David Pearson: Thank you very much for those kind words, I think the reference to enjoying the pleasures of Melbourne et cetera is my little trip up the Yarra Valley to discover the wonderful wines that you make around here. But it is, as I say, my first trip to Melbourne and I have been hugely enjoying discovering the place and discovering Australia. It’s a very great delight to be here, I am honoured and flattered by the invitation to give this lecture and flattered by the size of the audience who has come to hear me and I am deeply grateful to all of you for turning up tonight.
But I should turn to my theme and ask what is the cultural value of libraries? What is it about their use and their purpose which makes them worth investing in as recipients of public money as an ongoing burden on the public purse? These are questions which lie at the heart of my lecture tonight and where I hope to persuade you that some new answers are worth considering, at a time when traditional ones are wearing thin. For the avoidance of doubt, I am talking here primarily about research and reference libraries, big libraries that have been built up over time to be the backdrop or the backbone of information for the state of their discipline. Public lending libraries are facing similar challenges and fundamental questions and are typically reinventing themselves by diversifying their offer – instead of being just book exchanges, those which are thriving are doing so by becoming exchanges for all kinds of other community activity, from health advice to police surgeries to youth clubs. Those which are not thus diversifying are commonly being closed down, certainly in Britain. But the idea of accumulating collections has always been less central to the raison d’etre of those kinds of libraries than is the case with most of the libraries that I’ve worked in in my career which have included, as Sue said, the National Library back home, libraries which are international centres of excellence in art and medical history, and other big humanities libraries founded on many generations of nurturing their stock.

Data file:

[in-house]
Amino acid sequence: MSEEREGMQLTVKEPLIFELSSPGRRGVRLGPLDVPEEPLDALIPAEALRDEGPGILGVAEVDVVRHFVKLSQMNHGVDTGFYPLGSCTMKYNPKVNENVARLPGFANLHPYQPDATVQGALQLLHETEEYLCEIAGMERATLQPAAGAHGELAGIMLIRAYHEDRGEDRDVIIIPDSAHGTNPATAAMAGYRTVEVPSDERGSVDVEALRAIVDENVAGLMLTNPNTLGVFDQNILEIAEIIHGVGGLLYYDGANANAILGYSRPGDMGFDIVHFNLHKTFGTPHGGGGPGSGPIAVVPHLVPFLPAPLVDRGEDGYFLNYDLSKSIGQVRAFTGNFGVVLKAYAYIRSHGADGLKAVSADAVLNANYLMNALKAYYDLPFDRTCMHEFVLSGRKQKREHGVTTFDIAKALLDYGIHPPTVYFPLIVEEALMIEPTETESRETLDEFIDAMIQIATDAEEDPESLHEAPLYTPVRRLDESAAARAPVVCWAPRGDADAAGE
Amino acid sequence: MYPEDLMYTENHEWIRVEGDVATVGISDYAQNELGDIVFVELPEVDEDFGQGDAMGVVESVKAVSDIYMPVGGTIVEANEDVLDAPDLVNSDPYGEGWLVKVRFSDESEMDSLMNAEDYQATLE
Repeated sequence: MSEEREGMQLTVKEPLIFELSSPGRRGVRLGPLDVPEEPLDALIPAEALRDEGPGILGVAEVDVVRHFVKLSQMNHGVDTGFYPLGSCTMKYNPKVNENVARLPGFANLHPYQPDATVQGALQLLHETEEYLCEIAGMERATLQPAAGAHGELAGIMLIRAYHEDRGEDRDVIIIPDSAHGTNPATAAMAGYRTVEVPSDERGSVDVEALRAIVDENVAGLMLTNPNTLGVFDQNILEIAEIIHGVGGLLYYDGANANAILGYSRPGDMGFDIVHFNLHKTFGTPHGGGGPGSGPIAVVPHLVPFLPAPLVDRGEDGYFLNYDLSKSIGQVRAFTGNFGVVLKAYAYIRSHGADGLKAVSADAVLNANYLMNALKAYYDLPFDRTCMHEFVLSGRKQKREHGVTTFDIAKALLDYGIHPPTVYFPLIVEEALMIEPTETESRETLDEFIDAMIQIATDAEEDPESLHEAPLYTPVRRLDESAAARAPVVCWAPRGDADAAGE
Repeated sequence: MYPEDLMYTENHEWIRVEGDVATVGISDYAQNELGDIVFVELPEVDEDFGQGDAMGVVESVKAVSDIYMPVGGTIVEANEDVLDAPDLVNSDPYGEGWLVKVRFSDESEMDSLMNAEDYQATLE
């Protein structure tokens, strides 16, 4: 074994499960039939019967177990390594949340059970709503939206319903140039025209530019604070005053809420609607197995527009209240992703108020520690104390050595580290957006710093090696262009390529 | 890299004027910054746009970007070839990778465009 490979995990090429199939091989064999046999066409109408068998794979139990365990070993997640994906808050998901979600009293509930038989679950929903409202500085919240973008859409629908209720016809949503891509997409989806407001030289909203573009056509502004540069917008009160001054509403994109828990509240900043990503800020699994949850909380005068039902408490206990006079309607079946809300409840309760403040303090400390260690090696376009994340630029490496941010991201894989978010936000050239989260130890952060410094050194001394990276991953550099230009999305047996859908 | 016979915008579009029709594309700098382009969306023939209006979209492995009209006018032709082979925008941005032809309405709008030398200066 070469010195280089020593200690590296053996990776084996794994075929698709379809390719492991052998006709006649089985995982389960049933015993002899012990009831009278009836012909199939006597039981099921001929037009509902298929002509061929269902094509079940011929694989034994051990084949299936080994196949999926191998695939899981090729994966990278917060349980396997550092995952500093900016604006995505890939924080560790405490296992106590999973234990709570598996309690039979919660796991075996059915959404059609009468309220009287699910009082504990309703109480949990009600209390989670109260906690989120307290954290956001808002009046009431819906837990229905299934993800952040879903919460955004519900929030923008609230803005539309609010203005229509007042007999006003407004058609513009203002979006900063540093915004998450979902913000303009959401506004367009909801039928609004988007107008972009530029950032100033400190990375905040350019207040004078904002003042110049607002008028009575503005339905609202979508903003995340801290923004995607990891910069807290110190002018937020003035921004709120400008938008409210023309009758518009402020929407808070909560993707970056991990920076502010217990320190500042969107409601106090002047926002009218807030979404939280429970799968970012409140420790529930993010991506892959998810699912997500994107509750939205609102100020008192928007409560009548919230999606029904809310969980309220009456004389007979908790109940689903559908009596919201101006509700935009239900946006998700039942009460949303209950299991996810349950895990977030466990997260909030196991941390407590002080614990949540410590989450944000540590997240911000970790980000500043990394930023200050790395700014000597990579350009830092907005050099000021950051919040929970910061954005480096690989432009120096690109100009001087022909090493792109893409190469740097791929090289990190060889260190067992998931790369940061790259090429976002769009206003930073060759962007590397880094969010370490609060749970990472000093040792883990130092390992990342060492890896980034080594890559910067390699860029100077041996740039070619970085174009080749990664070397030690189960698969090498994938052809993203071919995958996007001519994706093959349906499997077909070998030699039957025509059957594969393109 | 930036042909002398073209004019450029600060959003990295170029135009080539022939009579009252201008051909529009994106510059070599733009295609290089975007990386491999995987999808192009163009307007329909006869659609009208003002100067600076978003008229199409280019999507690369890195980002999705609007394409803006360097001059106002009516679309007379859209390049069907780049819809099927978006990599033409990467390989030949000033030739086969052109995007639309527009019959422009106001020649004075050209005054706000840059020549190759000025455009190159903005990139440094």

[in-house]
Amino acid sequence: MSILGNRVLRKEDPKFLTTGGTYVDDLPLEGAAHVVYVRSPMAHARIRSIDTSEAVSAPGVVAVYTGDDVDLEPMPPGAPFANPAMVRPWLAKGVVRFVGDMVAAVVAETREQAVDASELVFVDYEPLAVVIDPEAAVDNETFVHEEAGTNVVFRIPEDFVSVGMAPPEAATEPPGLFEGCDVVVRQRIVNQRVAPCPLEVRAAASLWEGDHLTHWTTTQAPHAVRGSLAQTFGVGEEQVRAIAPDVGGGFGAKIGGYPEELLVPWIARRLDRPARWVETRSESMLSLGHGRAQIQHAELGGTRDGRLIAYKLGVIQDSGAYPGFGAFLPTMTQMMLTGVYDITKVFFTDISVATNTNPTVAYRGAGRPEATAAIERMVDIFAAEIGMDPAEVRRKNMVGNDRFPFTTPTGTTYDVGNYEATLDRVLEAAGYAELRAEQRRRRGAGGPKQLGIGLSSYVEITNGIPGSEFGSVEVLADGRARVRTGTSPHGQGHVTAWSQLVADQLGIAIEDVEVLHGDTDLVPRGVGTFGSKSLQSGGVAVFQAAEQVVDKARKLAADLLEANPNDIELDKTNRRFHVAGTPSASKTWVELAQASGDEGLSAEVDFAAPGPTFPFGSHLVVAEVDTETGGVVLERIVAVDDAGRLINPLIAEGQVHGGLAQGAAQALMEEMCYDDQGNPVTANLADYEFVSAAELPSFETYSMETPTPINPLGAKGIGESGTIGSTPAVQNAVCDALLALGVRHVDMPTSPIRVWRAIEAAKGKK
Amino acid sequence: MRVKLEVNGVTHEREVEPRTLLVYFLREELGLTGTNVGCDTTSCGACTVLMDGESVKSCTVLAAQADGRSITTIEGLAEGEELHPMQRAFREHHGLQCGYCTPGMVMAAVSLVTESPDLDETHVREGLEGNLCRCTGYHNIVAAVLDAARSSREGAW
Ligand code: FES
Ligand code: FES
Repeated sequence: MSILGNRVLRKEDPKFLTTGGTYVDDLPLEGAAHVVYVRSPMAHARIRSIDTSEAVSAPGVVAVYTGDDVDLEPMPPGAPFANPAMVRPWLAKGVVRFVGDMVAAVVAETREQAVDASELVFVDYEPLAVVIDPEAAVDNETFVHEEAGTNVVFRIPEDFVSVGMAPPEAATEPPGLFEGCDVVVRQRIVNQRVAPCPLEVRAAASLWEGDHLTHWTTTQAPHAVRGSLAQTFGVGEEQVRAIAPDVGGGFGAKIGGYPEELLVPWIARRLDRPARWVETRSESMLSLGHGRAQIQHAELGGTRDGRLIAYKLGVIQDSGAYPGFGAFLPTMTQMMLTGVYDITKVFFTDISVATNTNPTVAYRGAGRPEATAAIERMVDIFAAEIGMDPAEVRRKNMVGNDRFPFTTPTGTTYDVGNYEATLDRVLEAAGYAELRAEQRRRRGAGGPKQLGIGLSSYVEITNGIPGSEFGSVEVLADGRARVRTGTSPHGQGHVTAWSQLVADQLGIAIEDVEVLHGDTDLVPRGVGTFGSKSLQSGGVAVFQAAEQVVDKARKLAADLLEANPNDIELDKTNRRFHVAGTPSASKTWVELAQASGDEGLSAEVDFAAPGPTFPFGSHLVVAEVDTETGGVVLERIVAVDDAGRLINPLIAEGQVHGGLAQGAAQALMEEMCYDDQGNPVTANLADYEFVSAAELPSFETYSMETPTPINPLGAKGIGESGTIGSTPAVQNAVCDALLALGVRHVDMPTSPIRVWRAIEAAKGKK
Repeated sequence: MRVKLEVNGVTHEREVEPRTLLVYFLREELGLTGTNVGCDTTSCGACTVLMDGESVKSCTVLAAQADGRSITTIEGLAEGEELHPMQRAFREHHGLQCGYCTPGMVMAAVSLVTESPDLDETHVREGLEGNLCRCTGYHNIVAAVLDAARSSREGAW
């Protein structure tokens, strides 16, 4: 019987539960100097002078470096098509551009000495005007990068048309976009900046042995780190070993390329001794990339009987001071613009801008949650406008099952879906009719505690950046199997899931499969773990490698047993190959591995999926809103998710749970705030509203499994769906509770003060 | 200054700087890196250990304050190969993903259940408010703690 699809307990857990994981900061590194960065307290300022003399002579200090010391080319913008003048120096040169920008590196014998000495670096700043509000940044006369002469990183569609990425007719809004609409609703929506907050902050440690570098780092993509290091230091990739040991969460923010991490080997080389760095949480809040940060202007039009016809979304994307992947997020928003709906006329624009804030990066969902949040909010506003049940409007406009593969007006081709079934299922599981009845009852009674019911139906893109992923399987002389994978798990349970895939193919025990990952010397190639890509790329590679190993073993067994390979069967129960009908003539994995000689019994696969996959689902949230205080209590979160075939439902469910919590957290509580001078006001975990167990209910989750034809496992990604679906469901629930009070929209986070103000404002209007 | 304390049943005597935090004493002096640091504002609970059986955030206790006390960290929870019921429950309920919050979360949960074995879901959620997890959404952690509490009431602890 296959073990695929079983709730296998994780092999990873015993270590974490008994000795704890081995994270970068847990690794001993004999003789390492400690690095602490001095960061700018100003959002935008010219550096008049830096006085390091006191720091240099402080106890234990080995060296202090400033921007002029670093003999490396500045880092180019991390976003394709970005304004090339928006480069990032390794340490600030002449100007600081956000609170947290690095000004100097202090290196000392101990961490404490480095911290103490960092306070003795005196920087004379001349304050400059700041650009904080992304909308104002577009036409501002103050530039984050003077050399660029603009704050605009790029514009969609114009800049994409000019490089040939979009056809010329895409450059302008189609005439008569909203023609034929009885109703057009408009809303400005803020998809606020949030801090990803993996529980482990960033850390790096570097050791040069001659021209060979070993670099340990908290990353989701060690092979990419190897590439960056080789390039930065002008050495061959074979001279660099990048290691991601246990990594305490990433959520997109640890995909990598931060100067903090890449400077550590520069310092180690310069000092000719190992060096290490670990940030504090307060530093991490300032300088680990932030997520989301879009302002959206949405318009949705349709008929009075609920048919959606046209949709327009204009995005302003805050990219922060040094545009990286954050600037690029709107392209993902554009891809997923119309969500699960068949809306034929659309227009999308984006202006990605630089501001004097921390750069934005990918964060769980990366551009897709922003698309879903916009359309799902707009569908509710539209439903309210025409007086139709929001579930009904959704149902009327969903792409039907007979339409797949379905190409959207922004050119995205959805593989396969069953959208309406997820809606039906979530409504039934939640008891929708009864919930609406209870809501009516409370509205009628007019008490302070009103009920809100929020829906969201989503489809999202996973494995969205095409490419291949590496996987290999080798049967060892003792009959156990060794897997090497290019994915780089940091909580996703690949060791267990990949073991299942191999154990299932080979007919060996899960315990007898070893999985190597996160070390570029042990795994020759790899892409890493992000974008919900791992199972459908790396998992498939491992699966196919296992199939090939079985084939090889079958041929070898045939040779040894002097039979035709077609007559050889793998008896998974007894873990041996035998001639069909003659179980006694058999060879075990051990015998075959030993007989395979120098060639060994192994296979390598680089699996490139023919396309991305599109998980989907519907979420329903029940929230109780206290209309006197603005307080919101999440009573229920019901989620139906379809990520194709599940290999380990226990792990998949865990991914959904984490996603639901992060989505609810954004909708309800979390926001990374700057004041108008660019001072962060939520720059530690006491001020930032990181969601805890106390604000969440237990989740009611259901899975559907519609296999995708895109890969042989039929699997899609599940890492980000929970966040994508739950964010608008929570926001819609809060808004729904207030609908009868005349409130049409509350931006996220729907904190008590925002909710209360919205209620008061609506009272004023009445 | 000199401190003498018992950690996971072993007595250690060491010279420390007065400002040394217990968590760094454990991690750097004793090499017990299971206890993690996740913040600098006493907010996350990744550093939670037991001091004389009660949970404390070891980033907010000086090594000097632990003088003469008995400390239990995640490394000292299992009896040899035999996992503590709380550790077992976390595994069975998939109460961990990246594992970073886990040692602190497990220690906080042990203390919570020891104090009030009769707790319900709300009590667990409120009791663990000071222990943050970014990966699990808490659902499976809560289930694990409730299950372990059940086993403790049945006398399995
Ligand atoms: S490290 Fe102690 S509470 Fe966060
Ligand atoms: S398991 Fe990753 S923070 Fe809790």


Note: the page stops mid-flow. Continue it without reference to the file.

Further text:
These kinds of libraries – and by way of example this is the famous long room in Trinity College, Dublin – have grown up around a core concept of libraries, our storehouses and quarries of knowledge, ideas held in books and other documentary formats. Human endeavour of many kinds including education, research, invention, business and leisure has always depended to some extent on access to information, or on what other people have known or said. And for many centuries books have been the containers for containing and submitting those things. Books were created to be communication devices for texts, and libraries evolved to store, organise and make them accessible in large quantities. Those who have founded or funded libraries, or donated material to them, have done so in the faith that they’re augmenting reservoirs of knowledge for which there is no substitute. There have been other sources of information but when looking for authoritative, cumulative and trustworthy places to find it, civilisation has turned to libraries. This late-18th-century print shows history resisting time from destroying a column of books containing events from creation to the present day. It’s one of several figurative fancies like this from the early modern period that recognises the crucial role that books play in preserving the wisdom and the record of the past.